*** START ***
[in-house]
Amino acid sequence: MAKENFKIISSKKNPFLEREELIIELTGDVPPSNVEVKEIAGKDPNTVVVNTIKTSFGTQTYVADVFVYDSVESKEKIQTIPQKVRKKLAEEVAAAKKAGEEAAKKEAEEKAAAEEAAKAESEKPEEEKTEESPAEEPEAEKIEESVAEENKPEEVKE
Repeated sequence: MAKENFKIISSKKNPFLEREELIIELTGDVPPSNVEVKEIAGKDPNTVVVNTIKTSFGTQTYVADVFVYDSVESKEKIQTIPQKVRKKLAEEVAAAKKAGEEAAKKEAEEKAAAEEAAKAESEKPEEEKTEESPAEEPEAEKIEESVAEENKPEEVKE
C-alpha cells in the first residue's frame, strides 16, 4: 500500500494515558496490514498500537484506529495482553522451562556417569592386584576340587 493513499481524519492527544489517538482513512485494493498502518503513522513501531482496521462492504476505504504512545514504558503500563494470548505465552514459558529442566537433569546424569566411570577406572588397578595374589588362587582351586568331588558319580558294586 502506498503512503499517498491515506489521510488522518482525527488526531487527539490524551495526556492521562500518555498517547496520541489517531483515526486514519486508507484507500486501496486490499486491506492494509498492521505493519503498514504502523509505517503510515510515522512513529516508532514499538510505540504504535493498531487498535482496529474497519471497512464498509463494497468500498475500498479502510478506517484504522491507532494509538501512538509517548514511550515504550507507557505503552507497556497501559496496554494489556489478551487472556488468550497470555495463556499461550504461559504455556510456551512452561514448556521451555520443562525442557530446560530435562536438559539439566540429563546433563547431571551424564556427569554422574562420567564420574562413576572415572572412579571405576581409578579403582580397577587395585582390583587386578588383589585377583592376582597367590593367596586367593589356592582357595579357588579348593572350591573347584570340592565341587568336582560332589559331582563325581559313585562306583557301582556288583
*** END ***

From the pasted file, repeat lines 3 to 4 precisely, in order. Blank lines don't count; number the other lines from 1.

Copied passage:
Repeated sequence: MAKENFKIISSKKNPFLEREELIIELTGDVPPSNVEVKEIAGKDPNTVVVNTIKTSFGTQTYVADVFVYDSVESKEKIQTIPQKVRKKLAEEVAAAKKAGEEAAKKEAEEKAAAEEAAKAESEKPEEEKTEESPAEEPEAEKIEESVAEENKPEEVKE
C-alpha cells in the first residue's frame, strides 16, 4: 500500500494515558496490514498500537484506529495482553522451562556417569592386584576340587 493513499481524519492527544489517538482513512485494493498502518503513522513501531482496521462492504476505504504512545514504558503500563494470548505465552514459558529442566537433569546424569566411570577406572588397578595374589588362587582351586568331588558319580558294586 502506498503512503499517498491515506489521510488522518482525527488526531487527539490524551495526556492521562500518555498517547496520541489517531483515526486514519486508507484507500486501496486490499486491506492494509498492521505493519503498514504502523509505517503510515510515522512513529516508532514499538510505540504504535493498531487498535482496529474497519471497512464498509463494497468500498475500498479502510478506517484504522491507532494509538501512538509517548514511550515504550507507557505503552507497556497501559496496554494489556489478551487472556488468550497470555495463556499461550504461559504455556510456551512452561514448556521451555520443562525442557530446560530435562536438559539439566540429563546433563547431571551424564556427569554422574562420567564420574562413576572415572572412579571405576581409578579403582580397577587395585582390583587386578588383589585377583592376582597367590593367596586367593589356592582357595579357588579348593572350591573347584570340592565341587568336582560332589559331582563325581559313585562306583557301582556288583